The new 318i took on similar weight gains but without any power enhancement, leaving it at a performance deficit, particularly given the M42’s notoriously hollow low-rpm output.
Coupe versions of the E36 arrived as early 1993 models, in both 318is and 325is configurations. Those “is” suffixes were a little confusing to those familiar with the E30 coupes of the same model designations, as the “is” merely signified an E36 coupe. If you wanted the sport seats, sport suspension, bigger alloy wheels, etc. that had been standard on E30 “is” models, you had to order the optional Sport Package, just as you did on the sedans. Sport Package’s specific equipment varied from year to year, but it always included front sport seats with adjustable thigh supports, larger anti-roll bars, lower and stiffer springs and dampers and sportier wheels with wider tires.
Also unlike previous 3 Series coupes, which BMW typically referred to as two-door sedans, the E36 coupes now featured frameless doors, just one of the many details that separated them from the four-doors. And while the two body styles looked essentially the same at first glance, the E36 coupe employed a more steeply raked windshield and rear roofline, as well as completely different front fenders, corner lamps and taillights. All the way around, the coupes now focused more on the expectations of performance enthusiasts, right down to their styling.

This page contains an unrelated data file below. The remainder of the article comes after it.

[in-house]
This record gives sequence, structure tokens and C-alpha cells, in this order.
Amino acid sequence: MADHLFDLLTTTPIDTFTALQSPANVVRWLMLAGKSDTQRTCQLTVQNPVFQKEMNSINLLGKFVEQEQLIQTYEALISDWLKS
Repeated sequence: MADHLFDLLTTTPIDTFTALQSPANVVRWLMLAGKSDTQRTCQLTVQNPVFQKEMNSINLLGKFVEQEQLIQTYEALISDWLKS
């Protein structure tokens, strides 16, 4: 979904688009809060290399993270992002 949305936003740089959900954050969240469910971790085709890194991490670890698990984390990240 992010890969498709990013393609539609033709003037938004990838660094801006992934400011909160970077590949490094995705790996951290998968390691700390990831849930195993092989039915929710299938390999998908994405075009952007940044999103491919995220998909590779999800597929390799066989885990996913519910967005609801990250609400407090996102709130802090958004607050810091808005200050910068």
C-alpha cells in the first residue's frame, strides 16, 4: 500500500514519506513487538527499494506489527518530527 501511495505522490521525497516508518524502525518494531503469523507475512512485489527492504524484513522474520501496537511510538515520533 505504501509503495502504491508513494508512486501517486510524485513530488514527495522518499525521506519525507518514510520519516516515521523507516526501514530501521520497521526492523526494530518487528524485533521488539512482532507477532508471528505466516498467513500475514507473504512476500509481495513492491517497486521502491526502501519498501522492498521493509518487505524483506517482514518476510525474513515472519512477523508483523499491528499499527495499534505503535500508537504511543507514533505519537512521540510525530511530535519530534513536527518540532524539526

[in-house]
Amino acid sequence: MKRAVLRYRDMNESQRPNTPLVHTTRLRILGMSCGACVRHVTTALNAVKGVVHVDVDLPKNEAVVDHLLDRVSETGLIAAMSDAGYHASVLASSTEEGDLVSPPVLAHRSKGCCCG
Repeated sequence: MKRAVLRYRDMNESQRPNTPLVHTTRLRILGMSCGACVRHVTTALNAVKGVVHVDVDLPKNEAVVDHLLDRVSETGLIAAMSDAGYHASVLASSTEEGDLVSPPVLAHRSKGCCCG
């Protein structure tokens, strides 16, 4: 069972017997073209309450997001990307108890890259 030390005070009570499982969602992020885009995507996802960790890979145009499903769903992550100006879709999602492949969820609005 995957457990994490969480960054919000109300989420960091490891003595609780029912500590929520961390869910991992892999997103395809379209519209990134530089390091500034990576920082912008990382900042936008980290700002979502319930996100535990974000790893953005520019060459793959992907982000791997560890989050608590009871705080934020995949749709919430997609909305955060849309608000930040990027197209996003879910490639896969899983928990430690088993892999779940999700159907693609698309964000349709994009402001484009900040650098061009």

During the 1993 model run, BMW enhanced the M50 six-cylinder engine in the 325i/is with VANOS variable timing of the intake valves. Output remained 189 hp at 5,900 rpm, but the M50TU’s peak torque of 181 lb-ft (unchanged) arrived at 4,200 rpm rather than 4,700 rpm. Mated to its standard five-speed manual transmission, the updated 325is became 0.5 second quicker from zero to 60 mph, and its new time of 6.4 seconds meant it could outpace the E30 M3 to that benchmark as well as the quarter mile.
For 1996, in conjunction with the move to the required OBD-II diagnostics systems, BMW fitted the E36s with the new M52 six-cylinder, with displacement increased to 2.8 liters. The resulting 328i/is models killed off the 325 designations, at least temporarily. The extra cc’s came from 9mm of additional stroke, which added just 1 peak horsepower (at 5,300 rpm) but swelled torque to 207 lb-ft at an even lower 3,950 rpm. That’s the kind of extra grunt that makes enthusiasts take notice, and it’s one of the reasons 328i and 328is models remain popular today.
The 318i/is twins were upgraded to 1.9-liter capacity thanks to the new M44 four-cylinder introduced for 1996. The 318i sedan carried on through 1998 and was replaced by its E46 successor for 1999, while the 318ti was unchanged through 1999 and discontinued for 2000.
For 1998 and 1999, the E36 coupe and convertible saw the four-cylinder M44 replaced as the entry-level engine by a 2.5-liter version of the M52 six-cylinder; somewhat confusingly, these cars were designated as the 323is and 323i. The new 2.5-liter M52’s output matched that of the older M50TU six for torque at 181 lb-ft, but it came up short where horsepower was concerned, putting out just 168 hp where the older engine made 189.
That’s part of the reason why the 325 and 328 models remain dearer to performance enthusiasts than the less powerful 318 and 323 variants. Additionally, the six-cylinder cars also have more standard equipment than those powered by fours, with the coupes outfitted more lavishly than the sedans. As for which is preferable, it’s hard to argue against the additional torque of the 2.8-liter engine, especially since it provides a significant advantage off the line. Nonetheless, many owners prefer the simpler, less intrusive OBD-I system in pre-1996 325 models, particularly when adding performance upgrades.